Antiretroviral treatments cannot eradicate HIV from the body. The virus persists in reservoir cells that cause viral rebound if treatment is interrupted, requiring lifelong treatment. However, the ANRS “VISCONTI” study demonstrated that some people, post-treatment controllers (PTC), are able to stably control viremia after treatment interruption, achieving a status of durable HIV remission. We are studying the parameters associated with post-treatment control in 30 PTC from the VISCONTI study and in animals from the p(rimate)-VISCONTI study, which aims to explore, in a macaque model of SIV infection, the influence of early ART initiation in post-treatment control. Our results show that initiation of antiretroviral treatment during primary infection, promotes the durable maintenance of viral control after the interruption of treatment. We have found that early treatment may favor the maturation of the memory response against the virus, allowing a more efficient secondary response after treatment interruption. In addition, we have identified genetic fingerprints and NK cell signatures that suggest an important role of NK cells in post-treatment control. A better understanding of the mechanisms of post-treatment control may lead to the development of new immunotherapies to achieve HIV remission.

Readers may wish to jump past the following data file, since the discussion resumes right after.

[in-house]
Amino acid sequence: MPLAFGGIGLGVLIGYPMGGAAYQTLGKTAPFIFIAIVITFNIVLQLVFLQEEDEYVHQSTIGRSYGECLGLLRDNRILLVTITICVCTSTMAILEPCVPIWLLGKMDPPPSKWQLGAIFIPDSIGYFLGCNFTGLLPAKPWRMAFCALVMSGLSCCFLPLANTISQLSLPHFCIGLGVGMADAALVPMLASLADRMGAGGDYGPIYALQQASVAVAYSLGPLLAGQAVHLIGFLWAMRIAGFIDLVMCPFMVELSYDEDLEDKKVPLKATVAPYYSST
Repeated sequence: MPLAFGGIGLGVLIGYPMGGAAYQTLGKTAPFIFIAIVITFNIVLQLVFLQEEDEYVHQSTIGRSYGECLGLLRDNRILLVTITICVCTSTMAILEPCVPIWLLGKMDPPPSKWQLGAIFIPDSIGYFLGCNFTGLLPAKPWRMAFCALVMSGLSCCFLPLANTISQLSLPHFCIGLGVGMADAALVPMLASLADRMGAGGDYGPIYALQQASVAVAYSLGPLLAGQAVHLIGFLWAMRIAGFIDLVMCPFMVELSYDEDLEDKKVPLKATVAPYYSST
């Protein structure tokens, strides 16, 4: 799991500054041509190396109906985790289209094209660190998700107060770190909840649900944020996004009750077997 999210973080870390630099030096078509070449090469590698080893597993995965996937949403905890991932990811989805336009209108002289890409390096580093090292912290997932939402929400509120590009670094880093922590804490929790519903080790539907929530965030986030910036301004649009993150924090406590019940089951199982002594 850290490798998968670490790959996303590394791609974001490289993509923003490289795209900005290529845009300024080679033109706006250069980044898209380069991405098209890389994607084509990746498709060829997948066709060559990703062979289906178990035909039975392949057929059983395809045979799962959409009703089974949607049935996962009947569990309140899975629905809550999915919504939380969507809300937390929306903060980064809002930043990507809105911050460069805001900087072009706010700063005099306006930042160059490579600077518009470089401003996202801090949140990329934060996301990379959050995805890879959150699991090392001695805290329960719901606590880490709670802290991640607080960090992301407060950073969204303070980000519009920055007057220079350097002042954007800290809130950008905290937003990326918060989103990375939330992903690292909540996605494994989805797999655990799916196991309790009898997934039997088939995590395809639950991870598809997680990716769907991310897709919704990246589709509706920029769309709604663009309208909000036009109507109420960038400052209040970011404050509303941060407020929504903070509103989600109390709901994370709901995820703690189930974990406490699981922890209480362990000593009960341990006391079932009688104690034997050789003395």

Silent vs active post-treatment control: two paths to achieve HIV remission?Asier Saez Cirion (Institut Pasteur, Paris)
Invited by Stéphane Emiliani.